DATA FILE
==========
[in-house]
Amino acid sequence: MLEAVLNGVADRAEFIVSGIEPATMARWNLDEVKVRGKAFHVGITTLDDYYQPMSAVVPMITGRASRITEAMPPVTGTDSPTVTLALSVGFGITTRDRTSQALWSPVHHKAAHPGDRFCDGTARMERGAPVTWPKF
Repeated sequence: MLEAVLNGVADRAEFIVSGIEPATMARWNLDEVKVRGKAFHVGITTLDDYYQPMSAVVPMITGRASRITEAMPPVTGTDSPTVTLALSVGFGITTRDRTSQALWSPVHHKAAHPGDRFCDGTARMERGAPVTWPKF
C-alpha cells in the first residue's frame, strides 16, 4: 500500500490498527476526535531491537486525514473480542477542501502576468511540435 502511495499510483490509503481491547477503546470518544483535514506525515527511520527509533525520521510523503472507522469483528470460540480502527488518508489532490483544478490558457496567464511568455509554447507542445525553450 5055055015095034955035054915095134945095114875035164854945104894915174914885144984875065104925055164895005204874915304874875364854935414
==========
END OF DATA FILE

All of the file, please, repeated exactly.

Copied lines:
[in-house]
Amino acid sequence: MLEAVLNGVADRAEFIVSGIEPATMARWNLDEVKVRGKAFHVGITTLDDYYQPMSAVVPMITGRASRITEAMPPVTGTDSPTVTLALSVGFGITTRDRTSQALWSPVHHKAAHPGDRFCDGTARMERGAPVTWPKF
Repeated sequence: MLEAVLNGVADRAEFIVSGIEPATMARWNLDEVKVRGKAFHVGITTLDDYYQPMSAVVPMITGRASRITEAMPPVTGTDSPTVTLALSVGFGITTRDRTSQALWSPVHHKAAHPGDRFCDGTARMERGAPVTWPKF
C-alpha cells in the first residue's frame, strides 16, 4: 500500500490498527476526535531491537486525514473480542477542501502576468511540435 502511495499510483490509503481491547477503546470518544483535514506525515527511520527509533525520521510523503472507522469483528470460540480502527488518508489532490483544478490558457496567464511568455509554447507542445525553450 5055055015095034955035054915095134945095114875035164854945104894915174914885144984875065104925055164895005204874915304874875364854935414